25th Oct 2020
3 Min Read

The creative era of corporate social responsibility

Russell Norton
Russell Norton
People & Change

Our creative industries are in desperate need of support. Thanks to lockdown restrictions imposed to prevent the spread of coronavirus, most entertainment venues are now closed. Nightclubs are serving food at tables in order to just stay open. Cinemas are closing their doors. Gigs and festivals aren’t being booked. Panto season is cancelled (oh yes it is).

Perhaps the saddest part of this all is that we’re living through an era when entertainment is needed more than ever. The monotony of lockdown means that people are seeking the bright lights, music and atmosphere of venues for some pure novelty. A little escapism from the tedium of their own front rooms.

The government’s ‘Rethink. Reskill. Reboot’ campaign revealed their prediction for industry: ‘best to retrain now and find a job in cyber, because your role as a ballet dancer is unlikely to exist in the near future’.

So who could come to the rescue of our arts and entertainment industry?

In Britain, there’s a rich heritage of businesses investing in communities for the sake of their employees. In York, the Rowntree company built an entire village to provide better quality housing for the low-income employees of their confectionary factories. More recently, the Facebook and Google campuses were hailed as the future of workspaces – providing on-site gyms, restaurants and crèches for their employees.

And we’ve all seen the increasing focus on corporate social responsibility (CSR). A company’s CSR credentials are becoming a bigger and bigger part of their brand – both to consumers and employees – so the breadth and scale of investments made by large organisations is increasing.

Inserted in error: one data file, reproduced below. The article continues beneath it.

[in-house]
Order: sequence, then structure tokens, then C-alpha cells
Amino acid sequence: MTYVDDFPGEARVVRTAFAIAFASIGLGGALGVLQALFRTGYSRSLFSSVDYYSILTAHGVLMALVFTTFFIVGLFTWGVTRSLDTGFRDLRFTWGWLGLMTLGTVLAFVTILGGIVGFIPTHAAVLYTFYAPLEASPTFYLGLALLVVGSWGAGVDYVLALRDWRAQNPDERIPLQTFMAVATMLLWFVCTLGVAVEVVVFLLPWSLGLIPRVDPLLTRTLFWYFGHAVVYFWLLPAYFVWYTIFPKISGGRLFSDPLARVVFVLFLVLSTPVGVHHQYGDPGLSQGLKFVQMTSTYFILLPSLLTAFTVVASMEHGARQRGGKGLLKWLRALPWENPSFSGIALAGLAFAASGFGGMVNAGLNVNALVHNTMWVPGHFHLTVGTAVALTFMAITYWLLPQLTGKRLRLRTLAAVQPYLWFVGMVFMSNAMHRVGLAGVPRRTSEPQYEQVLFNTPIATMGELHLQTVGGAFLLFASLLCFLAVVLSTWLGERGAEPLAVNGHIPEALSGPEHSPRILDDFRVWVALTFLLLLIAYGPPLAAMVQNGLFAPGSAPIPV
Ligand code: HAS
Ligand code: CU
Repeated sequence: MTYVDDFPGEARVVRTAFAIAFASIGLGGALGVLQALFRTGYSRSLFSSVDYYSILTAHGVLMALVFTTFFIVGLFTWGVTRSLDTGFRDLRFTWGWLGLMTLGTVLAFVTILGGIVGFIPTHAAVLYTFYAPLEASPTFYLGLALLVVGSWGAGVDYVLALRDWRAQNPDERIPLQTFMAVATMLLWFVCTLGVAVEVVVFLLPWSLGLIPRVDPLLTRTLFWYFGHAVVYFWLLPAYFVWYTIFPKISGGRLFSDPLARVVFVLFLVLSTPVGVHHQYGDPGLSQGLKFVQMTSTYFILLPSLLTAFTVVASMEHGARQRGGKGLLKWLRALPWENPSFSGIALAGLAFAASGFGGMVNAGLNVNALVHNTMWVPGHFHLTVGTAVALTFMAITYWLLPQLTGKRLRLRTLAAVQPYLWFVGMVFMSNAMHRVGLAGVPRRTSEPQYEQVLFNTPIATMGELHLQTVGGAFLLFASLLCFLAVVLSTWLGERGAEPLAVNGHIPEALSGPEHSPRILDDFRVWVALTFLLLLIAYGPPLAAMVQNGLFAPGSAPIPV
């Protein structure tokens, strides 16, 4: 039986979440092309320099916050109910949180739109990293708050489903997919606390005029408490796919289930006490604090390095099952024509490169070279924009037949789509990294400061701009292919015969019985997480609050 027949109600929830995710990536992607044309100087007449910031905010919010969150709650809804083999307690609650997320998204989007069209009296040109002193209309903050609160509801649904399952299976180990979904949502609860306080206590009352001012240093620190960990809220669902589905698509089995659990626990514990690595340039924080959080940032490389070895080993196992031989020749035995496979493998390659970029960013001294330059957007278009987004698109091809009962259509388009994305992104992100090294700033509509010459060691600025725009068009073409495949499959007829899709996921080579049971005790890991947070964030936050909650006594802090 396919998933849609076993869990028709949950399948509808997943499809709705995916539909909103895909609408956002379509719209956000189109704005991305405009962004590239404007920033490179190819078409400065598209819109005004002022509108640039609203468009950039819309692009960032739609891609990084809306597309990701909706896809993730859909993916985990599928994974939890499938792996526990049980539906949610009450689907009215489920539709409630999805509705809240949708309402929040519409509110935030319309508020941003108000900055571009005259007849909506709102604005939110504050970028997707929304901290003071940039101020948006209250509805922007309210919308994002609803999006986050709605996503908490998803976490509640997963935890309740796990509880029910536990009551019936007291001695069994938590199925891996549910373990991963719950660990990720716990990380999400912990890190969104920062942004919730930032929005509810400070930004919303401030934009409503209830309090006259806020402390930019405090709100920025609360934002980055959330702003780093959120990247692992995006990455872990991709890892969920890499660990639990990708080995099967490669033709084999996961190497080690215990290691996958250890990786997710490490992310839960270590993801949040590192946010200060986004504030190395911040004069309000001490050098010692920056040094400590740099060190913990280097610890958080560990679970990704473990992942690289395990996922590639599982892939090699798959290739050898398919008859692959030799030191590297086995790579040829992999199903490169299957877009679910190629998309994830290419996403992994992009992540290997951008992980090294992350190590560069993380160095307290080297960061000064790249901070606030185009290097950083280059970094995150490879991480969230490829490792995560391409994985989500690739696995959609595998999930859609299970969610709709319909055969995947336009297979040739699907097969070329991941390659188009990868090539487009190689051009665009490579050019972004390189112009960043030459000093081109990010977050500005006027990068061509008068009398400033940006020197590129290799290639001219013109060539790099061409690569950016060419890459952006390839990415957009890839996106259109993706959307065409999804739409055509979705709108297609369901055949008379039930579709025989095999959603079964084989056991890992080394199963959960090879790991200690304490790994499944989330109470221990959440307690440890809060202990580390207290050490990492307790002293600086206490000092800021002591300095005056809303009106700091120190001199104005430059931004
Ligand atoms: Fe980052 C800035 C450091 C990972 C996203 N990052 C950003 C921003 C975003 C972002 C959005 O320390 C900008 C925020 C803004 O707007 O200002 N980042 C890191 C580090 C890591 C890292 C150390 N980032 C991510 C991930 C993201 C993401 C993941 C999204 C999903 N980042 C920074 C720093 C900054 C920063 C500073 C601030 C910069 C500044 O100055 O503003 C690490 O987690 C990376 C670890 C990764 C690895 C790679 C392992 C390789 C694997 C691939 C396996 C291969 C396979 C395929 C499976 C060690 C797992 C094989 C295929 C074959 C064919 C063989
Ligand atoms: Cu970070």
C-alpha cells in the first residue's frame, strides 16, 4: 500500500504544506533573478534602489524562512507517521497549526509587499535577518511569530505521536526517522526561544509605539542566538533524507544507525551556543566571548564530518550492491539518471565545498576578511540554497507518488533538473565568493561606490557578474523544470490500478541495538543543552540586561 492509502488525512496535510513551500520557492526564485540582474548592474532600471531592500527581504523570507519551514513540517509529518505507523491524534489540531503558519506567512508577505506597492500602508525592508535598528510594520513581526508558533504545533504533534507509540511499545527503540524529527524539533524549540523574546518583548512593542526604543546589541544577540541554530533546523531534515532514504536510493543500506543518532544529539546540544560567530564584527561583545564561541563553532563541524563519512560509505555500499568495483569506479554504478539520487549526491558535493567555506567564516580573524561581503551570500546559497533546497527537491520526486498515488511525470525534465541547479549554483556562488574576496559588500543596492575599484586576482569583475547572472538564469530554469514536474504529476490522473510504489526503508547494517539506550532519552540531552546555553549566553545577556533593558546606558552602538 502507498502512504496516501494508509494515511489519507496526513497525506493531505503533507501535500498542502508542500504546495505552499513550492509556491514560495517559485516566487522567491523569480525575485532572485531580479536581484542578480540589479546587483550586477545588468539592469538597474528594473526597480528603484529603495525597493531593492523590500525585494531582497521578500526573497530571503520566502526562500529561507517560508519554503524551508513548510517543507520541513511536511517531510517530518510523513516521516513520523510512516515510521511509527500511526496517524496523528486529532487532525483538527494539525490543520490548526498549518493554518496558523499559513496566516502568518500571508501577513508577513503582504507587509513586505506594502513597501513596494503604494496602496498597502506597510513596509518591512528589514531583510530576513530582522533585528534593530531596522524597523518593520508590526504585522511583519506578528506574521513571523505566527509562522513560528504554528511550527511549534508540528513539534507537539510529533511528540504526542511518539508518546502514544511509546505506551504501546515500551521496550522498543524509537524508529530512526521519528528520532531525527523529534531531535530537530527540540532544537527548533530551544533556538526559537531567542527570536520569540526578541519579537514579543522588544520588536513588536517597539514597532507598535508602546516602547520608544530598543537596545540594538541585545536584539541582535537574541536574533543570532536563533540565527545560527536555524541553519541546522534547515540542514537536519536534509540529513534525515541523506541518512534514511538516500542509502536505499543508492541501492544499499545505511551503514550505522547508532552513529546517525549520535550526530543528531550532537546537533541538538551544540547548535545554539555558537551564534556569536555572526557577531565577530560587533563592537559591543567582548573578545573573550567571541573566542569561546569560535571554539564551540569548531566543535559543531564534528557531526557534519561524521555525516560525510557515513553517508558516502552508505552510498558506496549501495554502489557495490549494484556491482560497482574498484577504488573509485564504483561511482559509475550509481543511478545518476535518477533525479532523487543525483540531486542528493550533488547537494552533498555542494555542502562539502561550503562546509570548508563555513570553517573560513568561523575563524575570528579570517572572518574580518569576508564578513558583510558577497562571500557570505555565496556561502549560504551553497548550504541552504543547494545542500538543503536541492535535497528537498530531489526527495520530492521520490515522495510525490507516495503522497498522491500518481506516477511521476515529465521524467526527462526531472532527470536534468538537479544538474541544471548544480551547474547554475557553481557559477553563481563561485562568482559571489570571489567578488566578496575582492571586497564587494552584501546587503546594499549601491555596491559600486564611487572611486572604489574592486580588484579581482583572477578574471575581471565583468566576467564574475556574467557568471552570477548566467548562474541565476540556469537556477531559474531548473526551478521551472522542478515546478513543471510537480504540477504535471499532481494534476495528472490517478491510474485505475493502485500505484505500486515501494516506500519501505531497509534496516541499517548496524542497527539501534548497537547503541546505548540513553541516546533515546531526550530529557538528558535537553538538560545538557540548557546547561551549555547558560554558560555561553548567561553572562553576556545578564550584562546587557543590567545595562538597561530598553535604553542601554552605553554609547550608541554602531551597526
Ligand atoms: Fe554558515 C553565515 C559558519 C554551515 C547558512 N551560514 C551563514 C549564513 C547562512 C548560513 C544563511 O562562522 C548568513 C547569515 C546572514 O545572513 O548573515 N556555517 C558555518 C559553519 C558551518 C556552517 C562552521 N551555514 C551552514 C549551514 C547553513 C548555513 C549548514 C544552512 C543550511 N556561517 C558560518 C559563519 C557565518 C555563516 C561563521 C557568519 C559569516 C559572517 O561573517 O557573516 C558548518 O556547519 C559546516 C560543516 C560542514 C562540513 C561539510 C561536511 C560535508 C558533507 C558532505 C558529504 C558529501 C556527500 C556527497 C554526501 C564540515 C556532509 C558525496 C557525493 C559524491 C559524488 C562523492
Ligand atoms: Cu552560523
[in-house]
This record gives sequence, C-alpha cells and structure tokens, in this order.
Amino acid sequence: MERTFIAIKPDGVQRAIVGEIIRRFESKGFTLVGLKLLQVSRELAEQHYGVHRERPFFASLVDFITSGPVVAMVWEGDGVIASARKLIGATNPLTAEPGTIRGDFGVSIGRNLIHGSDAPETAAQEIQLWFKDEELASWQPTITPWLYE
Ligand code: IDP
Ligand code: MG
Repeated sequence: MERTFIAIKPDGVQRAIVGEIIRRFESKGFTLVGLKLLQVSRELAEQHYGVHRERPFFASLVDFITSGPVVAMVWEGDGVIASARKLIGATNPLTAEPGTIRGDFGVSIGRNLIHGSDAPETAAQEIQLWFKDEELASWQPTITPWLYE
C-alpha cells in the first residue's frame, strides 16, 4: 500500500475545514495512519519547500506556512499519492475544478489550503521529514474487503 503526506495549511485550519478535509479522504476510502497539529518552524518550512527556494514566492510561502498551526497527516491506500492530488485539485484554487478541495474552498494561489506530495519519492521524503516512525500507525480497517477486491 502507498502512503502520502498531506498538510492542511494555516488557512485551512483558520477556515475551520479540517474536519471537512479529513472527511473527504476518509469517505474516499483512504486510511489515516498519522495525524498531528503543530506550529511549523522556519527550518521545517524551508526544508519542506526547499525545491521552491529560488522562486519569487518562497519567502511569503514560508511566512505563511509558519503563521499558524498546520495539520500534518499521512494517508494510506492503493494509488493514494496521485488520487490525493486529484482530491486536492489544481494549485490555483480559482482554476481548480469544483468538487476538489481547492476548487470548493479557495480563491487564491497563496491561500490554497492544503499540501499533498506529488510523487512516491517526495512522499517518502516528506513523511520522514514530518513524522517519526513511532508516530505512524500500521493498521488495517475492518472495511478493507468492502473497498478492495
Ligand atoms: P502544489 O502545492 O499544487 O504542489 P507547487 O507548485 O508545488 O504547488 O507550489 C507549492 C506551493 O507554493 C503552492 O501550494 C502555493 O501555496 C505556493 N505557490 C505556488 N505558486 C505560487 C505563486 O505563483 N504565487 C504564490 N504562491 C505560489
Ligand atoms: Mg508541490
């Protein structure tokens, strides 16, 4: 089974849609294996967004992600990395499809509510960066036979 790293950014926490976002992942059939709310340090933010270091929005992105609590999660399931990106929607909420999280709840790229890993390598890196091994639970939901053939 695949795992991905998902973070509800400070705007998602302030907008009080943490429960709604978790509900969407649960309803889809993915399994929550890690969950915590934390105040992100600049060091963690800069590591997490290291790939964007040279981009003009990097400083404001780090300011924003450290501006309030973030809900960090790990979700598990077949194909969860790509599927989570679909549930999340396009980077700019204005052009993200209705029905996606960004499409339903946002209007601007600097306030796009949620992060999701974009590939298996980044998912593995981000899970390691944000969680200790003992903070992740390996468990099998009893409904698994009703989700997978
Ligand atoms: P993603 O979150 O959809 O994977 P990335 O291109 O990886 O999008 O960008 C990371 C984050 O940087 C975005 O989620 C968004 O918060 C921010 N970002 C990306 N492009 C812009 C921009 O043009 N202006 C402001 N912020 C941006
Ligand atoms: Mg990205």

From environmental schemes to local charities, ethical investments to carbon capture, businesses want to be seen to be having a positive impact on the wider world.

Could supporting the arts be the next step for CSR?

Some brands are already investing in the arts. EY has supported the Tate Galleries for many years. Oil, tobacco and FMCG brands are all donors to major cultural venues such as the Royal Opera House, British Museum and National Portrait Gallery. While the brands themselves benefit from the reputational benefit and access for corporate entertaining, the partnerships sometimes draw criticism from those who question the donors’ broader morals and challenge the elitist nature of the venues supported.

The opportunity, then, is for corporate support of the arts to take place where their people are: in towns and cities across the UK. Sponsoring choirs, community theatres, dance troupes, music venues, independent cinemas.

The benefits are wide-reaching. Employees get access to much-needed (safe) distractions from the uncertainty and monotony in their lives. Their wellbeing may improve by forming new social connections – ones that aren’t facilitated via video call. Local economies benefit by maintaining jobs (which then has a positive ripple effect on other businesses). The companies benefit from happier employees, and an injection of positivity to their employer brand. Plus there’s the chance to use it as a marketing and reputational boost.

Of course it comes down to cold-hard cash. It’s up to senior leadership teams now to make the decision about their vision of our collective future and where they see their role in it. For one or two organisations to take the bold move to step into the arts world in a way that really benefits their employees, could start a new revolution of local entertainment and guarantee jobs in a sector that so desperately needs support right now.

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